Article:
Just a few blocks from Lancaster City is the home of CBF members Paul and Judy Ware. Their five-acre property along Marietta Avenue was falling prey to an all-too-familiar marauder—stormwater runoff.
Velocity, as it turns out, was not only moving pollutants and debris downstream, but also the Wares' front yard.
On any given day the flow of this spring-fed, unnamed tributary to the Conestoga River would be considered a lazy meander, but that's definitely not the case during heavy rain events. Velocity, escalated by the channeling-by-design function of a culvert beneath Marietta Avenue, transformed the gentle spring-fed stream into a roaring river. Over time, the Wares were left with an eroded, severely channelized stream with six-foot banks. The creek, the waterways downstream, and the Bay, were left with excess sediment and polluted run-off.
Mr. Ware worried on several levels: for the safety of his 7-year-old grandson who loves to look for frogs and other critters; for the erosion of his property; and for the water quality of the creek itself. Mr. Ware, who also owns property in Maryland, understands the connection between our actions here in Pennsylvania and the potential impacts downstream. He decided that the solution to their stormwater woes was to transform it from a burden into an asset.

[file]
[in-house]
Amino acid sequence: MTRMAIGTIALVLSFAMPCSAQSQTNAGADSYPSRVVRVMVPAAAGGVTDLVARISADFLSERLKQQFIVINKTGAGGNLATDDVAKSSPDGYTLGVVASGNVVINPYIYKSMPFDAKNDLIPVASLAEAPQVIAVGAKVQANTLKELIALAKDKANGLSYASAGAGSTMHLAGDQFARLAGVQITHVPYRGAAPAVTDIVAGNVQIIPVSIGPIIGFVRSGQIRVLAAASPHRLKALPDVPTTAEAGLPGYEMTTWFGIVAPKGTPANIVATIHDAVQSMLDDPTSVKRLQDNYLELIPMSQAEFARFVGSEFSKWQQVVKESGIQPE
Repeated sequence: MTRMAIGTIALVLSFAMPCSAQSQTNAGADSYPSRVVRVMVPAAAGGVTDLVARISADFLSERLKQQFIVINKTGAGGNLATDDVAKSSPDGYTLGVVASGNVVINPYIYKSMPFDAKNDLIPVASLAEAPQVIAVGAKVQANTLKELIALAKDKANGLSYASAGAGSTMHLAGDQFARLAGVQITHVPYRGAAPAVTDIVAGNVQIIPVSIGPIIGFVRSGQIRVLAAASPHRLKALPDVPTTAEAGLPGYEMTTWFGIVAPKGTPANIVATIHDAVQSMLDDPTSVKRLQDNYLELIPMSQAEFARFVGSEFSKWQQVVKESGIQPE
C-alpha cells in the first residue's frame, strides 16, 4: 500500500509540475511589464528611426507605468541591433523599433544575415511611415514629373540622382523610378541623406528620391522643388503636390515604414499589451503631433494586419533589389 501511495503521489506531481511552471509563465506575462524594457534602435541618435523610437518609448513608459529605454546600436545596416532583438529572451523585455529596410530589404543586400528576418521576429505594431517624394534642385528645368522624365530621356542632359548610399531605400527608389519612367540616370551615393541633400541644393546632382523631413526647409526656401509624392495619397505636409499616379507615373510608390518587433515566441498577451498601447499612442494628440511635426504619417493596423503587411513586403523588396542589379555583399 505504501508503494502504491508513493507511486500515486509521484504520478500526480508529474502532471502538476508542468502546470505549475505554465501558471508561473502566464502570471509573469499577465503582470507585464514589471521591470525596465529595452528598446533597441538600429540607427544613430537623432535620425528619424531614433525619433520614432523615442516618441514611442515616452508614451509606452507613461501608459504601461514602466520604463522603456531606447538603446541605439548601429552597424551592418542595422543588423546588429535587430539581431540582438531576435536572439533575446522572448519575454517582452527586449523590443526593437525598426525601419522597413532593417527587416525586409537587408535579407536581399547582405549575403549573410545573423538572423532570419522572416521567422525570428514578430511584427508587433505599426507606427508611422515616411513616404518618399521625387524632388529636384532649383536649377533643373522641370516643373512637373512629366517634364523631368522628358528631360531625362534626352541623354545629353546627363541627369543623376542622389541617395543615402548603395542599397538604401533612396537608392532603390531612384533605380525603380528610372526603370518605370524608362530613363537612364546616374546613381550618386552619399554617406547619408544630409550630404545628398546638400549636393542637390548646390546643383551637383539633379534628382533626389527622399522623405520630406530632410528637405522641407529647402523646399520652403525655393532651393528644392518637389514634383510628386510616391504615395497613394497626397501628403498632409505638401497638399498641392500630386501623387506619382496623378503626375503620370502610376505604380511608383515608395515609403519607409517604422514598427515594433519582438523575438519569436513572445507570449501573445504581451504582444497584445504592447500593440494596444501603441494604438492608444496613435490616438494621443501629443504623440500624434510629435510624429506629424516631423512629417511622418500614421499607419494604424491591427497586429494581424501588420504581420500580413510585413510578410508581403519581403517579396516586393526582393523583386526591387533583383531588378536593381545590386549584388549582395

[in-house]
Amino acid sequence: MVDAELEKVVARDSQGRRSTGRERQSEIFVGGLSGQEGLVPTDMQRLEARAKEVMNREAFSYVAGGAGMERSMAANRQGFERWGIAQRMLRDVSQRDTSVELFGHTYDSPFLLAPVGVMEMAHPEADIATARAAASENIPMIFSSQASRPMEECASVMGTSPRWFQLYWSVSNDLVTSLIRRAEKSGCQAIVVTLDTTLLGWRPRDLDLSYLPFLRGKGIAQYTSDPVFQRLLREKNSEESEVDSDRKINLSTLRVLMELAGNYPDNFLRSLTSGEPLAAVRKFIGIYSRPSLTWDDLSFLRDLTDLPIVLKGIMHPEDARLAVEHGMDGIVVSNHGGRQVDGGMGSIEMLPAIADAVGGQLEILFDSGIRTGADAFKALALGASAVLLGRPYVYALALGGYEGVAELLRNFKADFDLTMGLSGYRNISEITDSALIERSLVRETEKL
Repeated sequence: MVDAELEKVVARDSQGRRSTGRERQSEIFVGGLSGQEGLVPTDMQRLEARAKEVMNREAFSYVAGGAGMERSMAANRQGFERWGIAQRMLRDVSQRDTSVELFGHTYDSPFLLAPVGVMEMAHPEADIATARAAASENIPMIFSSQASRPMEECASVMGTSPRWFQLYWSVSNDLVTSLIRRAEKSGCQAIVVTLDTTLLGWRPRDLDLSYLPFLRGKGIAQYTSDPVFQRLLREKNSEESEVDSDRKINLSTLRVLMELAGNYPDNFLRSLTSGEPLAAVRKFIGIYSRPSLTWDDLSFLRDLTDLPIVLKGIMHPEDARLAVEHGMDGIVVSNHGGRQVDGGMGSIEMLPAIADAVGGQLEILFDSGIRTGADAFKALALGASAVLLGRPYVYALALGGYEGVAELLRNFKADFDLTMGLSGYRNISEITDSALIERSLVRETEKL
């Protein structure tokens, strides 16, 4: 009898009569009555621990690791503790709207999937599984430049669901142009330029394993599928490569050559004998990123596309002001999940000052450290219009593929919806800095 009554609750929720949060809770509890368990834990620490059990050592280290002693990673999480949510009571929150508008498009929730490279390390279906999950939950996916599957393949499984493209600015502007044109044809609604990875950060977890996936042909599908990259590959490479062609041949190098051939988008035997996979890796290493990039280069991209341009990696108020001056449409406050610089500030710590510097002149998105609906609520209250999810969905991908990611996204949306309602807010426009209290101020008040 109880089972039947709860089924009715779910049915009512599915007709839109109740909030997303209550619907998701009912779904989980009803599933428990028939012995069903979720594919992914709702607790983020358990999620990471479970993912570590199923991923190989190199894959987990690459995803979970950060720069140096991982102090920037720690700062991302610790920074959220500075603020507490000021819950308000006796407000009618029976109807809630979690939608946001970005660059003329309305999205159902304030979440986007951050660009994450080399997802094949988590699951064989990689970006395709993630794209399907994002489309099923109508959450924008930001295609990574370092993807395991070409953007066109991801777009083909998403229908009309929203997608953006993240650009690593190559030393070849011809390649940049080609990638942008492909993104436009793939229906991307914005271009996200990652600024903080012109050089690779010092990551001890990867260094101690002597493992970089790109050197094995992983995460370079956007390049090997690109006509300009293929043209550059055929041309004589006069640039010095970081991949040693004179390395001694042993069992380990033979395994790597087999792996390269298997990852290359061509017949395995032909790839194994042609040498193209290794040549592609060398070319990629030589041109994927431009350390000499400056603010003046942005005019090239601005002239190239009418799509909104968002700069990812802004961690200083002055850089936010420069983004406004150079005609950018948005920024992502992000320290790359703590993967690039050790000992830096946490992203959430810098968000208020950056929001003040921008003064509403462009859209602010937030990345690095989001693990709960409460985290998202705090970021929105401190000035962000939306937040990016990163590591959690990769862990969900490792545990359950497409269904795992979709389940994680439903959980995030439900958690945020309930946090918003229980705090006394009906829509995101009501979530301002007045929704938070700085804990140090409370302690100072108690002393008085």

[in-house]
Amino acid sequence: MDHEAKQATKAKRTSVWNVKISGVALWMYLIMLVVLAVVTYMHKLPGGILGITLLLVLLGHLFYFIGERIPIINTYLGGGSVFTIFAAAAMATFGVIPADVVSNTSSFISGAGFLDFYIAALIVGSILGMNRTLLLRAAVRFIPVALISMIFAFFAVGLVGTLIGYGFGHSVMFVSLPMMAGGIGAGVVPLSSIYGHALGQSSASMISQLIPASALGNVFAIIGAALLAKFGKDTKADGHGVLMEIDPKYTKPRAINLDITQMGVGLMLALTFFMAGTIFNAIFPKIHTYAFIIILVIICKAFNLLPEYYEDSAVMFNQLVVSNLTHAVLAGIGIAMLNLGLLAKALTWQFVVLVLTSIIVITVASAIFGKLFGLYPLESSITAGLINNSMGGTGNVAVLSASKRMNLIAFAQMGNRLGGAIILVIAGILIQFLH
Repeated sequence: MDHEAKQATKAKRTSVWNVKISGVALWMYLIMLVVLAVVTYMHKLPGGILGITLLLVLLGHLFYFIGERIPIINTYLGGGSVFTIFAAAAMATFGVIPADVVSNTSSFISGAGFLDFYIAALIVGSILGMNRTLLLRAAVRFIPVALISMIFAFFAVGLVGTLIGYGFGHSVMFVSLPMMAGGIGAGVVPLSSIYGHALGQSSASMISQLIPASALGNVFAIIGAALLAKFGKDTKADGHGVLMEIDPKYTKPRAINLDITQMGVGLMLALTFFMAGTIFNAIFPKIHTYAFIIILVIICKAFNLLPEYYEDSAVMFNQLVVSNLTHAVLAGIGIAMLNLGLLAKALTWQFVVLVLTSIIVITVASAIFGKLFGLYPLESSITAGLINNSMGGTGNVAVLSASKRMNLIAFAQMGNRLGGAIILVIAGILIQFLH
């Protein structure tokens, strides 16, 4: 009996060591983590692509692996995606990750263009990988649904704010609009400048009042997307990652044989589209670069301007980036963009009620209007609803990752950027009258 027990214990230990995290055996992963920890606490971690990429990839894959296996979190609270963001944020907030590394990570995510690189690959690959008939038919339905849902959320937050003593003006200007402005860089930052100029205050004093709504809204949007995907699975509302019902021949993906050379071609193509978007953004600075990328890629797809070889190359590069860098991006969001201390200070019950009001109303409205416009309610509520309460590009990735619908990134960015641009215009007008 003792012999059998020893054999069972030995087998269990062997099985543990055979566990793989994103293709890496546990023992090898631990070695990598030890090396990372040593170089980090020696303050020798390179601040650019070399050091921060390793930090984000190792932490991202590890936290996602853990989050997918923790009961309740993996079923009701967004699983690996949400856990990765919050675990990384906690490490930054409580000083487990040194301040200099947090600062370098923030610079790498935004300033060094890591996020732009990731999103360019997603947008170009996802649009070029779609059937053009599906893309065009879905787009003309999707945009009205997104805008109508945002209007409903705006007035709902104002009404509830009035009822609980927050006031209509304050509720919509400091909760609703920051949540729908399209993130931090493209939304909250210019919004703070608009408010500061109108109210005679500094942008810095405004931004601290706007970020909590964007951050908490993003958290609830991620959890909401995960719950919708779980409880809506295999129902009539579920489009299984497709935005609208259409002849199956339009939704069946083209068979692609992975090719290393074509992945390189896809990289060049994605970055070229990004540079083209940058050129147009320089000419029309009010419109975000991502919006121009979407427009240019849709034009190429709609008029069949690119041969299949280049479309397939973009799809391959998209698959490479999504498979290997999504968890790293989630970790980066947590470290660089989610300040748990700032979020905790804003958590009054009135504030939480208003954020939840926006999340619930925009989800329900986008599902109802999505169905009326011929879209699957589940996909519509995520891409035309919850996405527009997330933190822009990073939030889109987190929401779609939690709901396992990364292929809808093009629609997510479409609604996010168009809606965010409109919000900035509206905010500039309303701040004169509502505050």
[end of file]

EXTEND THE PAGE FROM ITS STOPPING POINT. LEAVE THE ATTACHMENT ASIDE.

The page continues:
So Paul and Judy called upon the expertise of John Hershey, Client Manager for RGS Associates, Inc., and LandStudies Inc., to design an alternative. The conventional solution would be to add-on to the already existing stormwater detention basin, which was situated near the culvert. Considered the status-quo for dealing with stormwater run-off, these basins are designed to hold onto the increased flow while allowing pollutants and sediment to settle out. But for the Wares, a bigger basin in their front yard was anything but palatable.
Looking through a big-picture lens, Mr. Hershey and LandStudies approached the project with a holistic mindset.
Their plan: deconstruct the existing stormwater retention basin, restore and reconnect the stream to its floodplain, plant native pollution-filtering plants, and establish wetlands for additional filtering and for enhanced wildlife habitat.
Their goal: create a slower, healthier, meandering stream that would naturally handle increased flow, even during heavy rains, without eroding away the property. By re-establishing a natural floodplain the Wares would handle their stormwater in a natural, greener way.
To Paul, who enjoys the challenge of finding creative solutions to everyday problems, it was an investment that made sense. This was not just a solution to the problem on his property, but also an opportunity to inspire his neighbors and the community to maybe think a little differently about how we "handle" water.
The Wares' next project: establishing a rain garden to help hold and filter water.
For Mr. Ware, he says that he no longer worries; the frogs have returned, the ever-changing colors of the plantings and flowers are a joy, and he knows that not only is his grandson safe, but that the water on his property and downstream is now cleaner.
Congratulations and thank you to the Wares' for their efforts to improve local water quality and the Chesapeake Bay.
The project was supported by Lancaster Township, and it's believed to be the first of its kind in Pennsylvania where a municipality permitted the removal of a traditional suburban stormwater basin in favor of floodplain restoration.